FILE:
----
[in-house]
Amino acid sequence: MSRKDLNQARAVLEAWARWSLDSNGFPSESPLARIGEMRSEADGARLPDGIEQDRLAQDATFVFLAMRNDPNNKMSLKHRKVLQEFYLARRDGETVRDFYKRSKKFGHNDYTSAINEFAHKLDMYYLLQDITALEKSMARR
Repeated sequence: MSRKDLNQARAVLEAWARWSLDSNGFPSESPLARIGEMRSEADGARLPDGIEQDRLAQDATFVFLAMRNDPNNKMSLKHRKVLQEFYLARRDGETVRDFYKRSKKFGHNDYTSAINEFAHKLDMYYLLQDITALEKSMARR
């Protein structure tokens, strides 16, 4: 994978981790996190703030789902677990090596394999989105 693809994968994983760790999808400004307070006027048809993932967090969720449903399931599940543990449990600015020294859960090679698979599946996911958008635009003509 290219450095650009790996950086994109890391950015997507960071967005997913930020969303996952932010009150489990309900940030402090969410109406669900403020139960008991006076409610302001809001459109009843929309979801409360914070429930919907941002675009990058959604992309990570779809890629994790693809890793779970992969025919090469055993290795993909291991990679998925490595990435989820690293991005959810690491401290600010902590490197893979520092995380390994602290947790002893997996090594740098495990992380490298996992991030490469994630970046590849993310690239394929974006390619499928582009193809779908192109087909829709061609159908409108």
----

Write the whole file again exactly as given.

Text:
[in-house]
Amino acid sequence: MSRKDLNQARAVLEAWARWSLDSNGFPSESPLARIGEMRSEADGARLPDGIEQDRLAQDATFVFLAMRNDPNNKMSLKHRKVLQEFYLARRDGETVRDFYKRSKKFGHNDYTSAINEFAHKLDMYYLLQDITALEKSMARR
Repeated sequence: MSRKDLNQARAVLEAWARWSLDSNGFPSESPLARIGEMRSEADGARLPDGIEQDRLAQDATFVFLAMRNDPNNKMSLKHRKVLQEFYLARRDGETVRDFYKRSKKFGHNDYTSAINEFAHKLDMYYLLQDITALEKSMARR
């Protein structure tokens, strides 16, 4: 994978981790996190703030789902677990090596394999989105 693809994968994983760790999808400004307070006027048809993932967090969720449903399931599940543990449990600015020294859960090679698979599946996911958008635009003509 290219450095650009790996950086994109890391950015997507960071967005997913930020969303996952932010009150489990309900940030402090969410109406669900403020139960008991006076409610302001809001459109009843929309979801409360914070429930919907941002675009990058959604992309990570779809890629994790693809890793779970992969025919090469055993290795993909291991990679998925490595990435989820690293991005959810690491401290600010902590490197893979520092995380390994602290947790002893997996090594740098495990992380490298996992991030490469994630970046590849993310690239394929974006390619499928582009193809779908192109087909829709061609159908409108």